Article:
God didn’t put the window there; the Building and Grounds Committee did. I remember it well. The minister insisted on it, because she wanted people to be able to see through her office door.
At the time, I said to her that this made sense, and that she needed protection from liability even though we trusted her. She shook her head emphatically. She said that it has nothing to do with whether we trust her specifically, and that it’s about way more than liability.
She said that the window matters because our space is an embodied statement of our values. We put windows in the doors—especially the doors of those who carry power—not because of who they are, but because of who we are. We are people who put windows in doors.
It’s about embodying the belief that every person has inherent worth and dignity—and also great potential to do harm. It’s about embodying an understanding that evil is not about who did what as much as what the system nurtured or prevented. It’s about dismantling the idea that we can improve ourselves to the point that power does not need to flow alongside accountability. It is also about knowing our perspective is limited, and we need to learn to rely on others to see what we can’t see.
Installing literal windows is easy. Putting windows in our social structure is much harder. Giving up the practice of sorting people into good guys and bad guys is hard. Giving away power is hard. Demanding power is hard. Changing whose voice is heard is hard. Vulnerability windows are hard, too—developing a culture of being honest about what is really going on. It’s hard to build a culture telling stories of hurt—especially those that don’t have easy resolutions.
Making it happen—putting holes in things that used to be solid—is hard. It involves some days where there is broken glass everywhere. Not all of us are skilled with the metaphorical power tools.
And so we begin again in love, I guess, with bandaged hands not yet fully healed from our last beginning.
I am no longer a believer in Beloved Community. Not that safe and sacred space where we are all “woke,” or kind, or even trying our best every single day. But I am still a believer in community—regular community—filled with people who are a mix of incredibly beautiful, profoundly broken, and sometimes just run-of-the-mill pain-in-the-neck.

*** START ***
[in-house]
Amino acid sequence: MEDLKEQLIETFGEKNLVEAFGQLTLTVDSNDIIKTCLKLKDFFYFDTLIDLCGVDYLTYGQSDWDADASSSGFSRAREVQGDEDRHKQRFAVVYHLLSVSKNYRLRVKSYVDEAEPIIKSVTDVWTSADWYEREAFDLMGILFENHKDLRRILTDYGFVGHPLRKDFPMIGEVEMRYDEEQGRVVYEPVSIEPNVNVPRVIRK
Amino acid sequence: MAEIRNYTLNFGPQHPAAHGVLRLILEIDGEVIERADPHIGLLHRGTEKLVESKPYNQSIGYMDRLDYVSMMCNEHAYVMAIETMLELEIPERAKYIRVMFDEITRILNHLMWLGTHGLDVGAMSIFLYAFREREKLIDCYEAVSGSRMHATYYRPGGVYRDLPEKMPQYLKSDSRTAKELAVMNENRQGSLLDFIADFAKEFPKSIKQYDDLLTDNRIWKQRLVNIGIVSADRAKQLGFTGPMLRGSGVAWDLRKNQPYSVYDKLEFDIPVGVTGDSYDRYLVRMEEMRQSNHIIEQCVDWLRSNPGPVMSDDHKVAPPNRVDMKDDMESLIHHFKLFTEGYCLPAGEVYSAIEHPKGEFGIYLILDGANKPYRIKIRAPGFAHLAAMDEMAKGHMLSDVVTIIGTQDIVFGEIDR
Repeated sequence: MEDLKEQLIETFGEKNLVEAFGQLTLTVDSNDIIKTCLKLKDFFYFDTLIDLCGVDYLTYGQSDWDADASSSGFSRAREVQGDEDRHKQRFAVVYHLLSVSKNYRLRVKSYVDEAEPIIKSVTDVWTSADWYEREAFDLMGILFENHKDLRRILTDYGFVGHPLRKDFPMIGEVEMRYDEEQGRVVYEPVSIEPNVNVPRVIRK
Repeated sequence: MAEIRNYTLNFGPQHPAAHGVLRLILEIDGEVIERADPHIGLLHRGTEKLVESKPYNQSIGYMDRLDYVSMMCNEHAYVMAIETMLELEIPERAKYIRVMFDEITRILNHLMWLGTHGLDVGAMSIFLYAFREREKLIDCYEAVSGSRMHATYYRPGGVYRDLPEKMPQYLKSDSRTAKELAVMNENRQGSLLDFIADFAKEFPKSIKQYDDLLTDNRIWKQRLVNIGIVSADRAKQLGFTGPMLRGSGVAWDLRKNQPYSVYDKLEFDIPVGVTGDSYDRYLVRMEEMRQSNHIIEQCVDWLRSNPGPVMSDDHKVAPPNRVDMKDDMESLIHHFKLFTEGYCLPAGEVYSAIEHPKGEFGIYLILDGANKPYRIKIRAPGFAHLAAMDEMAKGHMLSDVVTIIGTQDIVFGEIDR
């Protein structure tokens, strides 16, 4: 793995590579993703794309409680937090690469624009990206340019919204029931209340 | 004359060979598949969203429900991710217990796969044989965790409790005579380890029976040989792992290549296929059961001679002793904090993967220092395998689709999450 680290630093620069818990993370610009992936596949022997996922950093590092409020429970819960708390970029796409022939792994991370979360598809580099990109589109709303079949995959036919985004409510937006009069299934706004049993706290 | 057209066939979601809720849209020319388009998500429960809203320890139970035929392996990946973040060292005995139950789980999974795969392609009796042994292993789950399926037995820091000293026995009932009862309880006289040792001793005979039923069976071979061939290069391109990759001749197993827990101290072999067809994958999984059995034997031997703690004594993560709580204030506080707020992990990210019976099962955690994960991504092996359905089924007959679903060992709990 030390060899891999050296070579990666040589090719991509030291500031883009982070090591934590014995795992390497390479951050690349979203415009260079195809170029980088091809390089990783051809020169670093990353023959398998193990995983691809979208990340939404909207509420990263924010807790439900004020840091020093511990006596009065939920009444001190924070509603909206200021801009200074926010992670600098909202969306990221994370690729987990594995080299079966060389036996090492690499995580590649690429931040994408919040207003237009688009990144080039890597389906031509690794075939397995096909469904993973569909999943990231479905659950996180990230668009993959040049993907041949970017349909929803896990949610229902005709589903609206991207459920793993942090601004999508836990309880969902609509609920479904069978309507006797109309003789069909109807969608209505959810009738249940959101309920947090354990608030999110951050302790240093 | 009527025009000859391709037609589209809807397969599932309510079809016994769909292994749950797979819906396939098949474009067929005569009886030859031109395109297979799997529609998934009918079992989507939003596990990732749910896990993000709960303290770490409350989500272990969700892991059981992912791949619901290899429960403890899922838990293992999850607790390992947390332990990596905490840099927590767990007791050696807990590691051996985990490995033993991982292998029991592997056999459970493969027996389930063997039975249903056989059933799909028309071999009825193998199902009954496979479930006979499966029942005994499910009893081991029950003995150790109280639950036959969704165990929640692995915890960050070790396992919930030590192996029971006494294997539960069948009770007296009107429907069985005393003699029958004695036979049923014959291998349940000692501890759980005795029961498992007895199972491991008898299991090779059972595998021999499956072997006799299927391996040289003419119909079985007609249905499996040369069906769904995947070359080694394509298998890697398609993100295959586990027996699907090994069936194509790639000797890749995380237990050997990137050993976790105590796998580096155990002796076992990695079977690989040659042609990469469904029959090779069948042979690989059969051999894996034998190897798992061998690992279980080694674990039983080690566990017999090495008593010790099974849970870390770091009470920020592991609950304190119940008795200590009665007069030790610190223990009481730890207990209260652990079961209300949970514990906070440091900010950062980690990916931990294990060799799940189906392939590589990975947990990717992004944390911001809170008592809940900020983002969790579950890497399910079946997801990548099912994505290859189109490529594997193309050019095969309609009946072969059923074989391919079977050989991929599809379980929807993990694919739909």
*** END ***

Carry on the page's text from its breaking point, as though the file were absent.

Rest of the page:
“Pain-in-the-neck community” has an honesty to it.
For one thing, I can belong there. I can be good enough for that world. I can give it my all, pour myself into it, and I can fail. And when I do, I have more to hold on to than aspiration and a promise to do better. There’s also the promise that I won’t do better—not always.
That’s why “pain-in-the-neck community” puts windows in the doors. Because we do not believe we are morally special. Not even close. We know that we will not reach our own standards. And because of this knowledge, we make accountability and power and transparency flow in ways that allow us to be imperfect, so that, when I am about to let precious things fall, you can catch me.
Not “catch” like you do to someone who’s running away, but “catch” like you do when someone is falling.
I no longer aspire to be a part of Beloved Community. I am proud to take my place in pain-in-the-neck community.
Where we are flawed. Where we are still together.
And where we put windows in the doors.
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Liz James is a member of the Saskatoon Unitarians, on the Canadian prairie. When not executing elaborate and generally doomed UU-themed practical jokes, she runs the Unitarian Universalist Hysterical Society on Facebook and blogs at Liz James Writes.